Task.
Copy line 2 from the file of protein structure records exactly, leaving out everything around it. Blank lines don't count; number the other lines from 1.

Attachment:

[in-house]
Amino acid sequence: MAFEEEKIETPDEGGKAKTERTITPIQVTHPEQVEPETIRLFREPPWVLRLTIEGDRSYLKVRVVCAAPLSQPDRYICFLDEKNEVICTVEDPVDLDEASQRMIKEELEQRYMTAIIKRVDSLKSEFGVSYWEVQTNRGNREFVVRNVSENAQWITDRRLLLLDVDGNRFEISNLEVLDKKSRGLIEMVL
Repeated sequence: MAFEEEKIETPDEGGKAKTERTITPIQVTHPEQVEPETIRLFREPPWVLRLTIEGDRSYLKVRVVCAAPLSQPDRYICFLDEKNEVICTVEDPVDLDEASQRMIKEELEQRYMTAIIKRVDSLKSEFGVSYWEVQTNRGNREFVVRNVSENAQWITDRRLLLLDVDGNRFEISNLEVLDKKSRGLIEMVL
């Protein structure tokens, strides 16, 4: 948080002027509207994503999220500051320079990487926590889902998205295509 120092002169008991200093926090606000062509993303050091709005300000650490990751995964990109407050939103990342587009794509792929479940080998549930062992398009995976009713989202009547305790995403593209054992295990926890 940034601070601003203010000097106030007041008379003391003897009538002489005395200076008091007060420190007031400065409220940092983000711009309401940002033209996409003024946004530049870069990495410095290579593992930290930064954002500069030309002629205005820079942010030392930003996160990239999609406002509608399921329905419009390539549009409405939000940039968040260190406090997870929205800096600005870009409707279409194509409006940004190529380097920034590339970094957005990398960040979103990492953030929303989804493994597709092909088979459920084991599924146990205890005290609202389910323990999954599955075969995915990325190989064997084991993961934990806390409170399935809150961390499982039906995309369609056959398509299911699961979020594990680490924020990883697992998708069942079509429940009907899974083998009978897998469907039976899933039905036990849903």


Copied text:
Amino acid sequence: MAFEEEKIETPDEGGKAKTERTITPIQVTHPEQVEPETIRLFREPPWVLRLTIEGDRSYLKVRVVCAAPLSQPDRYICFLDEKNEVICTVEDPVDLDEASQRMIKEELEQRYMTAIIKRVDSLKSEFGVSYWEVQTNRGNREFVVRNVSENAQWITDRRLLLLDVDGNRFEISNLEVLDKKSRGLIEMVL